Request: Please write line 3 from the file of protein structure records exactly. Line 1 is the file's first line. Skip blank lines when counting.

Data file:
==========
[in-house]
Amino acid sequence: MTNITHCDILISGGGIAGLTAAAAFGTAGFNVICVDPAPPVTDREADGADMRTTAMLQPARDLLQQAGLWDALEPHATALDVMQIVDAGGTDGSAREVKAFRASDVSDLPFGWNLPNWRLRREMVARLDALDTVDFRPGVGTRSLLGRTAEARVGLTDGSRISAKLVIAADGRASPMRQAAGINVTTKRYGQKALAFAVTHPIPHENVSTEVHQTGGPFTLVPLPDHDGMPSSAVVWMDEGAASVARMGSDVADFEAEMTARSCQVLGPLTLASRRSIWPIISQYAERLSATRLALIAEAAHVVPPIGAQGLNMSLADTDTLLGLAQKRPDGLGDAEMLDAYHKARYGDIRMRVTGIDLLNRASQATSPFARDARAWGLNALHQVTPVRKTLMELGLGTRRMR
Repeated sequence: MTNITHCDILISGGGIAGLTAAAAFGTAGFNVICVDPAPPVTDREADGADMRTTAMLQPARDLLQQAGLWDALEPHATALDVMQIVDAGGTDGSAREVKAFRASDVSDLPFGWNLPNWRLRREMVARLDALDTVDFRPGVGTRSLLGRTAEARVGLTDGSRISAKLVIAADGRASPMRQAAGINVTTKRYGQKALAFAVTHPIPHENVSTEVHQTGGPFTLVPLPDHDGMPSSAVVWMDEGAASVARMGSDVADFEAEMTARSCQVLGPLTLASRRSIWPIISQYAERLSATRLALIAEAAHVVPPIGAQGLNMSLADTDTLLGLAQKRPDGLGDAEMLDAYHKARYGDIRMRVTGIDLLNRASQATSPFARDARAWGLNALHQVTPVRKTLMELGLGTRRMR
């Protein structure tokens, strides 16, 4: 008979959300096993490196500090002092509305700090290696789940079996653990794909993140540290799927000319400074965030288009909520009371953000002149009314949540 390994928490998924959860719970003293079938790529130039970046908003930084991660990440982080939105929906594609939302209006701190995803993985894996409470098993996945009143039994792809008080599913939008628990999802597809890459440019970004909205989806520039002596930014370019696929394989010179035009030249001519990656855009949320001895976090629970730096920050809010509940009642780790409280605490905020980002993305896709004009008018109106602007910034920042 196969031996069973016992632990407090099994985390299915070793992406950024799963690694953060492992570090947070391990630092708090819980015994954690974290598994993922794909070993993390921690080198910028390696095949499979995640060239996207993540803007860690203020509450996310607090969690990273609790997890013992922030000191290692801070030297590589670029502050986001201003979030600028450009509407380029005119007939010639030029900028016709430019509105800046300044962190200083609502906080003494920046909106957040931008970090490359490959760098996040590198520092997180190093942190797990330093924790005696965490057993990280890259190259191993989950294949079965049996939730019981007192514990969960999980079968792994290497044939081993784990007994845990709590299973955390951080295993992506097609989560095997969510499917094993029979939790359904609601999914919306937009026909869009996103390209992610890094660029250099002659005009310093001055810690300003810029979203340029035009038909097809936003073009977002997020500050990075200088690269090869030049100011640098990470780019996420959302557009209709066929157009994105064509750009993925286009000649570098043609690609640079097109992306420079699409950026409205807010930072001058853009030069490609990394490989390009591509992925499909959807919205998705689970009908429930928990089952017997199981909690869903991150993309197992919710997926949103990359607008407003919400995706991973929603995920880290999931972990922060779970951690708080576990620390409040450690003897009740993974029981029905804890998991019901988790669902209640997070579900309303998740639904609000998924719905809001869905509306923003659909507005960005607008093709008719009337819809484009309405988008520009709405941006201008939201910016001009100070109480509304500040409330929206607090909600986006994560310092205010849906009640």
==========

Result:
Repeated sequence: MTNITHCDILISGGGIAGLTAAAAFGTAGFNVICVDPAPPVTDREADGADMRTTAMLQPARDLLQQAGLWDALEPHATALDVMQIVDAGGTDGSAREVKAFRASDVSDLPFGWNLPNWRLRREMVARLDALDTVDFRPGVGTRSLLGRTAEARVGLTDGSRISAKLVIAADGRASPMRQAAGINVTTKRYGQKALAFAVTHPIPHENVSTEVHQTGGPFTLVPLPDHDGMPSSAVVWMDEGAASVARMGSDVADFEAEMTARSCQVLGPLTLASRRSIWPIISQYAERLSATRLALIAEAAHVVPPIGAQGLNMSLADTDTLLGLAQKRPDGLGDAEMLDAYHKARYGDIRMRVTGIDLLNRASQATSPFARDARAWGLNALHQVTPVRKTLMELGLGTRRMR